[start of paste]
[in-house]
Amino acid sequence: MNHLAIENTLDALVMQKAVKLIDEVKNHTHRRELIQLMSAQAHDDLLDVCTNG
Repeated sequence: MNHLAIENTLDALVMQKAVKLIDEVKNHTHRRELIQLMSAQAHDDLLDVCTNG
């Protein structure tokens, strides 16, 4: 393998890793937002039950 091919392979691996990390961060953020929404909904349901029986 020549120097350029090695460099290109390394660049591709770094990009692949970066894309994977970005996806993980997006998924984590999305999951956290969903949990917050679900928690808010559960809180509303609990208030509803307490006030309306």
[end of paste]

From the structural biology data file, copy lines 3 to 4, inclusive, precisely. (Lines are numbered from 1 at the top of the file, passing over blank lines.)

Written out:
Repeated sequence: MNHLAIENTLDALVMQKAVKLIDEVKNHTHRRELIQLMSAQAHDDLLDVCTNG
């Protein structure tokens, strides 16, 4: 393998890793937002039950 091919392979691996990390961060953020929404909904349901029986 020549120097350029090695460099290109390394660049591709770094990009692949970066894309994977970005996806993980997006998924984590999305999951956290969903949990917050679900928690808010559960809180509303609990208030509803307490006030309306």